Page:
Kadence Dorman of Chino Valley with Dennis Gallagher. Kadence is one of four Western “Heritage Keepers” Scholarship recipients.
Photo courtesy of Prescott Western Heritage Foundation, Inc.
Almost 300 attendees from throughout Yavapai County recognized students, longtime residents and public organizations during the ninth annual Western Heritage Keeper awards banquet.
Four local students — Tierra McConnell, Kadence Dorman, Taylor Lewis Moore and Ketch Kelston — each received $2,000. All were praised as hard-working, talented and deserving students.
In addition, an individual Heritage Keeper Award went to 95-year-old Angel Delgadillo, founder and owner of the coffee shop-ice cream store on “Route 66,” which was the first transnational highway in the U.S. that crossed through the heart of Arizona on what is now called Interstate 40.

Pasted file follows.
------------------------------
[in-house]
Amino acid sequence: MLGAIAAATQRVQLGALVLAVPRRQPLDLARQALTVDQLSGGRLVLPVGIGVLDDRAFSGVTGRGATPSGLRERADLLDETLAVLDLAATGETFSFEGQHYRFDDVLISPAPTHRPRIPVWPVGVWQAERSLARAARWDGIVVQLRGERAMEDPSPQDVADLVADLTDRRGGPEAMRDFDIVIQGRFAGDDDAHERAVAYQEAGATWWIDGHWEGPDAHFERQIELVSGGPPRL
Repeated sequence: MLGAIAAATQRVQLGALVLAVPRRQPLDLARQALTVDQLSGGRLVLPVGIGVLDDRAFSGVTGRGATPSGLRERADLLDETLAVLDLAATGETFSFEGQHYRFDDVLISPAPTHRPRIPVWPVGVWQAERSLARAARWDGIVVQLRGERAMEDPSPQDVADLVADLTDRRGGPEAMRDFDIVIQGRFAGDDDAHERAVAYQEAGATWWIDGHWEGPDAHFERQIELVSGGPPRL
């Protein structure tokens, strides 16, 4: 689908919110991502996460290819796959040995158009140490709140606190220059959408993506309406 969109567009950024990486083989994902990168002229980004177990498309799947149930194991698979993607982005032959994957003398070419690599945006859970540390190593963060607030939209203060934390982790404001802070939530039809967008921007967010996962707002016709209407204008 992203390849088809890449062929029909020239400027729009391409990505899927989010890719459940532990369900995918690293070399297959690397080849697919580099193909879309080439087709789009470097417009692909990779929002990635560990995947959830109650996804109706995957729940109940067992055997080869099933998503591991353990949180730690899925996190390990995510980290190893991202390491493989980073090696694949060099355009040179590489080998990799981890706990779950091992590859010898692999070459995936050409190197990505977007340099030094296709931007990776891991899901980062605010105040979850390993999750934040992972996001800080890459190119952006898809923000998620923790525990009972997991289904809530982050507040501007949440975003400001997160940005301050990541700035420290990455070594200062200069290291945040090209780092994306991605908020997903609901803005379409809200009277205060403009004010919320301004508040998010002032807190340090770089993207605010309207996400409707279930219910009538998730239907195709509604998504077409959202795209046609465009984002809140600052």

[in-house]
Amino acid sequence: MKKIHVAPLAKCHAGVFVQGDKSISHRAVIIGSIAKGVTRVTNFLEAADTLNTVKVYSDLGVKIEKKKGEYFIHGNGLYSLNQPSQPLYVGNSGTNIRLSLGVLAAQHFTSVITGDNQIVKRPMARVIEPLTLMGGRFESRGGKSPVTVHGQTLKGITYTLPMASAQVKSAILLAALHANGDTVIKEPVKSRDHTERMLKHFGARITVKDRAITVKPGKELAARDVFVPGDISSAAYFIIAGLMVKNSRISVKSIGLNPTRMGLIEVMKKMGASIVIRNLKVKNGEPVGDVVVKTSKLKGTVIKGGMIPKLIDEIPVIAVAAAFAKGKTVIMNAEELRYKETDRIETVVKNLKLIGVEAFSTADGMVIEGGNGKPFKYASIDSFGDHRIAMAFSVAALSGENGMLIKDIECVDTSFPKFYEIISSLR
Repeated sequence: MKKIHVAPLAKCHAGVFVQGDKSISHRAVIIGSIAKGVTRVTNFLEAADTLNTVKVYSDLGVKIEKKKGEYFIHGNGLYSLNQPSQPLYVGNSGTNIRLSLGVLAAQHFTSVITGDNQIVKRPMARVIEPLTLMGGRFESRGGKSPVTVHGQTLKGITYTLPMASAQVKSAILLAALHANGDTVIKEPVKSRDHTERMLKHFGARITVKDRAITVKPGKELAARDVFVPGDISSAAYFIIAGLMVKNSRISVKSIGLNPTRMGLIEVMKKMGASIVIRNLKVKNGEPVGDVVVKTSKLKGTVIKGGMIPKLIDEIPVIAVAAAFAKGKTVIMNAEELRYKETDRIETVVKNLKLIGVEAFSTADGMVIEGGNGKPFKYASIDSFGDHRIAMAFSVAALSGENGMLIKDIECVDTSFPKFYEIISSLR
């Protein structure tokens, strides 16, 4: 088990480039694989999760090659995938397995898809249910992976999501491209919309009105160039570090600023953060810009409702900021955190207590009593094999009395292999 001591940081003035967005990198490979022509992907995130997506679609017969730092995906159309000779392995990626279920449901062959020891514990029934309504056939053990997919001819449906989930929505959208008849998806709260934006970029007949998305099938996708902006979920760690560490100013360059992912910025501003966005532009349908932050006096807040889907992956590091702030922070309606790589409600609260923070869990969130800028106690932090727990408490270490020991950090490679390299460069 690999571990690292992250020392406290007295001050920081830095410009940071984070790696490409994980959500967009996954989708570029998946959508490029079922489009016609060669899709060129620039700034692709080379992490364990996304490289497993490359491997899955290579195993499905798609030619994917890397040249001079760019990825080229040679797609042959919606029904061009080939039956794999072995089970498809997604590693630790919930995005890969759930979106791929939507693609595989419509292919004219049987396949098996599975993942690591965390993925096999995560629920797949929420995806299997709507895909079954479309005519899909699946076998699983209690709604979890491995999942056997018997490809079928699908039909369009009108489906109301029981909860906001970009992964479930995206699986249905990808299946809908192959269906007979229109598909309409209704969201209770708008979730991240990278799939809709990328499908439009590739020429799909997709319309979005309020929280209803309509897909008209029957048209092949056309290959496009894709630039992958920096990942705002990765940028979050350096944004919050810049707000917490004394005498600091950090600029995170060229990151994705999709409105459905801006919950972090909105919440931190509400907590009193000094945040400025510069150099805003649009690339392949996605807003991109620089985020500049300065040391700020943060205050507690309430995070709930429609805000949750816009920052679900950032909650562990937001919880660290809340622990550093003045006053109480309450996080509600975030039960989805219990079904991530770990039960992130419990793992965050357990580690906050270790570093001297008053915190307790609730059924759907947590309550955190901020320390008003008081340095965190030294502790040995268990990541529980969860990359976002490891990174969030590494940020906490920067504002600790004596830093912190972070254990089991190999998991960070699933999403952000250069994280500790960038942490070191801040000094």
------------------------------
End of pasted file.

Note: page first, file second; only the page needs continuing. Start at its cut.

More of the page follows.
Delgadillo often called the “guardian angel of Route 66,” founded the Historic Route 66 Association in 1987.
Western Heritage Keeper also recognized the nationally known Orme School, a private college preparatory school housed in an old ranch house north of Mayer, operating since 1929. “Orme School has provided students from all over the globe with treatment as the nation’s finest western boarding students,” according to the citation.
WHK presented “volunteer of the year” awards to Drew Desmond, Barbara Nelson and Christa Hoffman. They were appreciatively praised by Dennis Gallagher, Founder and CEO the Western Heritage Foundation, and Keeper President Bob Greninger applauded the three as exceptional volunteers who make impossible things happen.
In final recognition, the Western Heritage Foundation, the parent of all the programs, was cited as being the recipient of the nonprofit organization of the year by the Prescott Chamber of Commerce.
Gallagher said he and his wife Mary Ann had never been more proud of any activity in their careers than being affiliated with the foundation.
The award ceremony was Nov. 5 at Prescott Resort.